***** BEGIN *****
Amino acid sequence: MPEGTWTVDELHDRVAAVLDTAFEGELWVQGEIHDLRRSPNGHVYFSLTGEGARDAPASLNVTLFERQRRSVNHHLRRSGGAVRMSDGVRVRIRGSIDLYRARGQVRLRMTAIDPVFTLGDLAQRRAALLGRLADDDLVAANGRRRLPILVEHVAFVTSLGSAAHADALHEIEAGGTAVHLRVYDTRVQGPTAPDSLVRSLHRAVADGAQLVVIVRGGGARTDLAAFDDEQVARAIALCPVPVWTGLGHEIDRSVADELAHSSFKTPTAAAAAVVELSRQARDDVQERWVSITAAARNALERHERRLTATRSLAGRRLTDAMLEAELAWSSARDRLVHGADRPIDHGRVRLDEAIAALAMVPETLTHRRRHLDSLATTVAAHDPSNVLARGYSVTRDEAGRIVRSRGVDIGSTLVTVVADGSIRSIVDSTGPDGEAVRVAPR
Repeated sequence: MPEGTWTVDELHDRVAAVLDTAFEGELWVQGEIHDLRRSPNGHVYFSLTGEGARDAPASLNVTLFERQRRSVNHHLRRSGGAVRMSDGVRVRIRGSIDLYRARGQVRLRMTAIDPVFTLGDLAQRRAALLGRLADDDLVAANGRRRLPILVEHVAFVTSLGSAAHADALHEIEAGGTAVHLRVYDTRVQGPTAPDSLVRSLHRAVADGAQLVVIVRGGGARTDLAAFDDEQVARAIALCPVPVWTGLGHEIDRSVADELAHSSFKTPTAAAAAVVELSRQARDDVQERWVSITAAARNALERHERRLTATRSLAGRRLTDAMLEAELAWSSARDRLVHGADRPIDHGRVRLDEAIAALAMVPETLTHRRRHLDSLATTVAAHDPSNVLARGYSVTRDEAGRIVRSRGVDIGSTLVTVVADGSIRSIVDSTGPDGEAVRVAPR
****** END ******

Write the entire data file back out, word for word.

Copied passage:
Amino acid sequence: MPEGTWTVDELHDRVAAVLDTAFEGELWVQGEIHDLRRSPNGHVYFSLTGEGARDAPASLNVTLFERQRRSVNHHLRRSGGAVRMSDGVRVRIRGSIDLYRARGQVRLRMTAIDPVFTLGDLAQRRAALLGRLADDDLVAANGRRRLPILVEHVAFVTSLGSAAHADALHEIEAGGTAVHLRVYDTRVQGPTAPDSLVRSLHRAVADGAQLVVIVRGGGARTDLAAFDDEQVARAIALCPVPVWTGLGHEIDRSVADELAHSSFKTPTAAAAAVVELSRQARDDVQERWVSITAAARNALERHERRLTATRSLAGRRLTDAMLEAELAWSSARDRLVHGADRPIDHGRVRLDEAIAALAMVPETLTHRRRHLDSLATTVAAHDPSNVLARGYSVTRDEAGRIVRSRGVDIGSTLVTVVADGSIRSIVDSTGPDGEAVRVAPR
Repeated sequence: MPEGTWTVDELHDRVAAVLDTAFEGELWVQGEIHDLRRSPNGHVYFSLTGEGARDAPASLNVTLFERQRRSVNHHLRRSGGAVRMSDGVRVRIRGSIDLYRARGQVRLRMTAIDPVFTLGDLAQRRAALLGRLADDDLVAANGRRRLPILVEHVAFVTSLGSAAHADALHEIEAGGTAVHLRVYDTRVQGPTAPDSLVRSLHRAVADGAQLVVIVRGGGARTDLAAFDDEQVARAIALCPVPVWTGLGHEIDRSVADELAHSSFKTPTAAAAAVVELSRQARDDVQERWVSITAAARNALERHERRLTATRSLAGRRLTDAMLEAELAWSSARDRLVHGADRPIDHGRVRLDEAIAALAMVPETLTHRRRHLDSLATTVAAHDPSNVLARGYSVTRDEAGRIVRSRGVDIGSTLVTVVADGSIRSIVDSTGPDGEAVRVAPR